the dip is no longer in operation. The total arsenic recorded for different depths were

significantly higher than the target value of 40 mg/kg. The distribution of arsenic in the different

fractions indicated that arsenic was mostly bound to Fe and Al hydroxides (21%) and in the

residual fractions (52%). A low arsenic proportion was present in the most labile fractions,

soluble (3%), exchangeable (14%) and carbonates (10%). The results obtained in the present

study suggest that the study area is grossly contaminated by arsenic. This means that the site

has the potential to contaminate groundwater over a period of time if no remediation or

reclamation is carried out. However, the low total arsenic values obtained for the sites closer to

the river suggest that arsenic movement towards the river has been slow. There is an urgent

need, therefore, to conduct risk assessment of the site in order to ascertain the overall risk

posed to the immediate environment, water resources and vegetation. Full Article
 




Pulp mill effluent is a source of environmental estrogens on Alabama’s Coosa River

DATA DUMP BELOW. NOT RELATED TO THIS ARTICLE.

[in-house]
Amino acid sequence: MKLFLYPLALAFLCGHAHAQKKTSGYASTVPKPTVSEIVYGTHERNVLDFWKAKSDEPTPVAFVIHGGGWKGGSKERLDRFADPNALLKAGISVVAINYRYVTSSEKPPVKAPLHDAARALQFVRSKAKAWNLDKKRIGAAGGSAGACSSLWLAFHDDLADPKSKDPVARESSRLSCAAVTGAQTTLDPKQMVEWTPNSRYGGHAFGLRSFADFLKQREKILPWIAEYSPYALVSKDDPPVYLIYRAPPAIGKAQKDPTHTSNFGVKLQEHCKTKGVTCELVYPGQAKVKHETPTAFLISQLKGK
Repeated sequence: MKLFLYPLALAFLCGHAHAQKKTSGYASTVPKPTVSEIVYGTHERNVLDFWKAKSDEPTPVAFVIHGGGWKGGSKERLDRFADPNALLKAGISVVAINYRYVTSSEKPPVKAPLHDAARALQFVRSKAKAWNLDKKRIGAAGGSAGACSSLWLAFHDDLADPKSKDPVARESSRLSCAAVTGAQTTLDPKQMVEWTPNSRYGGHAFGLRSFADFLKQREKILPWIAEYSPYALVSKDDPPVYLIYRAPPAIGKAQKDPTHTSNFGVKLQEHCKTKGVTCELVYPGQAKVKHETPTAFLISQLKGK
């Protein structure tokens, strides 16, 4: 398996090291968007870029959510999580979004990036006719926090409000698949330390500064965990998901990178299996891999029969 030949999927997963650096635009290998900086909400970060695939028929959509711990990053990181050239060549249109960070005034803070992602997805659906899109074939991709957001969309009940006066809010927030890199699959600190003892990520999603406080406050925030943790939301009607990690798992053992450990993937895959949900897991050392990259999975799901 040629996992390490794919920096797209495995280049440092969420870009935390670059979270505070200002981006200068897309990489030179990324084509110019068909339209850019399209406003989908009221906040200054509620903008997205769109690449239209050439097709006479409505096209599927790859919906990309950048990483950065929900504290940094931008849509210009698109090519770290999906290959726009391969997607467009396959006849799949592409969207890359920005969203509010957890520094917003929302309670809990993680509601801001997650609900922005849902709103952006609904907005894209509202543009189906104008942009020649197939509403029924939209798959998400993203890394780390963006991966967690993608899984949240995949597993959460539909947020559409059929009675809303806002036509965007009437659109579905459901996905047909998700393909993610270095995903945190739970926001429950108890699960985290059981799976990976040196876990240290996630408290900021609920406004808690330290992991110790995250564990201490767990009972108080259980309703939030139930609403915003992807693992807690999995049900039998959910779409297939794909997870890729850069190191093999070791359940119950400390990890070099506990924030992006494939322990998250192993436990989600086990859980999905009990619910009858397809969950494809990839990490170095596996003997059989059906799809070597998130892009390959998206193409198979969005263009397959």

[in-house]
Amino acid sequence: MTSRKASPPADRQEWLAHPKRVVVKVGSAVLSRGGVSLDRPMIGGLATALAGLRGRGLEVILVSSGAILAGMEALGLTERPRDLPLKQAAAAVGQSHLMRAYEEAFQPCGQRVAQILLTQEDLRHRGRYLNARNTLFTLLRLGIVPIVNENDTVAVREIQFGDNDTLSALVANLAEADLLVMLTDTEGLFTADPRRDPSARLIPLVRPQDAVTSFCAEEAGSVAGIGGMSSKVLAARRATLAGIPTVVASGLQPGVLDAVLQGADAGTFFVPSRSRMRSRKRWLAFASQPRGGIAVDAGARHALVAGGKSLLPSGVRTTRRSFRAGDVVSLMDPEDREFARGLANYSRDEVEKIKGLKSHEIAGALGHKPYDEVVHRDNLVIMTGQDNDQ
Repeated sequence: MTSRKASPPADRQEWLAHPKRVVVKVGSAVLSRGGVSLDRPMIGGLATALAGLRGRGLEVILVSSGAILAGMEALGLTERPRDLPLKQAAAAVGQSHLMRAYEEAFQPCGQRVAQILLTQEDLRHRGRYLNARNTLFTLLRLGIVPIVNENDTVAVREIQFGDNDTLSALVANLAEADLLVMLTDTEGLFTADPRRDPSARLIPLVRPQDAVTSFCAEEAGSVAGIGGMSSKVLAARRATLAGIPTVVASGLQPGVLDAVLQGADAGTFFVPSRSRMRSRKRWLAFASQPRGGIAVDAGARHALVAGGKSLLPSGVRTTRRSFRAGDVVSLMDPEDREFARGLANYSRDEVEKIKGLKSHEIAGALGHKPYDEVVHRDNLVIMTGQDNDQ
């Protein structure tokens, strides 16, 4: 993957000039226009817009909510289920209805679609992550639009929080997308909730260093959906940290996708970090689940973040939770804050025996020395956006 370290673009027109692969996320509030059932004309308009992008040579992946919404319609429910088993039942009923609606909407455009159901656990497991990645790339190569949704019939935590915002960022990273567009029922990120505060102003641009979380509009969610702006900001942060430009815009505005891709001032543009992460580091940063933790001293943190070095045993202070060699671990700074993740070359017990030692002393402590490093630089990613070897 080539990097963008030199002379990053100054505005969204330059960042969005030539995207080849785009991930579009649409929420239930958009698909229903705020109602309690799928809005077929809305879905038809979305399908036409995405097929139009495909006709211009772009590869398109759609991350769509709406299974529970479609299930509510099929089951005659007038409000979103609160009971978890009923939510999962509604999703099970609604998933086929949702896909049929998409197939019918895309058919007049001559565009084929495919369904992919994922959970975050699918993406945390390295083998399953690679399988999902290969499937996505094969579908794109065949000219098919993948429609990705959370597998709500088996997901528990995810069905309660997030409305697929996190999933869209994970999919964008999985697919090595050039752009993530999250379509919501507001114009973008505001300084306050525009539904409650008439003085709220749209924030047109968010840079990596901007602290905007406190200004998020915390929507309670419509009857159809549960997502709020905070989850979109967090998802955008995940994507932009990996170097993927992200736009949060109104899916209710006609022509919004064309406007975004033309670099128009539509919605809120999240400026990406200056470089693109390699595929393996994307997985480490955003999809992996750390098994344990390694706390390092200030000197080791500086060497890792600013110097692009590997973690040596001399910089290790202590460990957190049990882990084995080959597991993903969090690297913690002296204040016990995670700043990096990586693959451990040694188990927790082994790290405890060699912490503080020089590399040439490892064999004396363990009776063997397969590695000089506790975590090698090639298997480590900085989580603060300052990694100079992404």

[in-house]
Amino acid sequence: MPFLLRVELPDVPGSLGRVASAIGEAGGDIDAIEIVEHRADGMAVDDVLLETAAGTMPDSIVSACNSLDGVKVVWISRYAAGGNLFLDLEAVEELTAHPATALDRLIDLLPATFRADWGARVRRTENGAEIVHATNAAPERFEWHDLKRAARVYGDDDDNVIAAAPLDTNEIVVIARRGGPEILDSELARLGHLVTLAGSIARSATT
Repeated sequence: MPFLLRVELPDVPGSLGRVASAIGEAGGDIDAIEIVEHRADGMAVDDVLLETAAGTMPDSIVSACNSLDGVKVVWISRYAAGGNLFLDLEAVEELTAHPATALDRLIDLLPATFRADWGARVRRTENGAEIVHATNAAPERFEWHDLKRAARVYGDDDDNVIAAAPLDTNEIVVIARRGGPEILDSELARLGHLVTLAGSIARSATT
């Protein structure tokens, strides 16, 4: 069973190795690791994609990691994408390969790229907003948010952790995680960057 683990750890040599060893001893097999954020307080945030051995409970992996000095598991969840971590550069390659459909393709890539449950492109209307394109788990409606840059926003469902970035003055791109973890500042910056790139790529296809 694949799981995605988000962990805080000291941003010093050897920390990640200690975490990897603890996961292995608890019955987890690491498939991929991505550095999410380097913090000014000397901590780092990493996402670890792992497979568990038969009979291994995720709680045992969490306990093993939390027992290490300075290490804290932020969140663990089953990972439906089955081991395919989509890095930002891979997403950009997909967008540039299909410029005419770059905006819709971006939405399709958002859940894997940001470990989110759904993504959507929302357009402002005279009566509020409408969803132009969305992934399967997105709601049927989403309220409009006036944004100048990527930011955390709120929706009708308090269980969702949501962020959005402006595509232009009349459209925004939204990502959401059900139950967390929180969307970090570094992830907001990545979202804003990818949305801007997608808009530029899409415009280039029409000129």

Quentin Felty

Abstract
Alkylphenols are degradation by-products of detergents used to disperse tacky deposits on equipment in the paper industry. β-sitosterol is a phytosterol from pine trees used in the pulping industry. Both of these compounds are reported to be endocrine disrupting chemicals (EDCs). The goal of this study was to monitor a combination of EDCs in pulp mill effluent. Water samples collected from a pulp mill were derivatized and analyzed for trimethylsilyl derivatives by GC/MS. Mean concentrations of 4-tert-octylphenol, 4-nonylphenol, and β-sitosterol in the effluent were 3.45, 6.62, and 19.92μg/L, respectively. We detected a 1.4-fold higher level of 4-t-OP and showed β-sitosterol to be 2.8-fold higher than reports in the literature. The presence of alkyphenols and β-sitosterol in pulp mill effluent show that Alabama’s water sources are being contaminated by EDCs. The concentrations we detected are individually capable of inducing an adverse effect which indicates a need for a human risk assessment. Full Article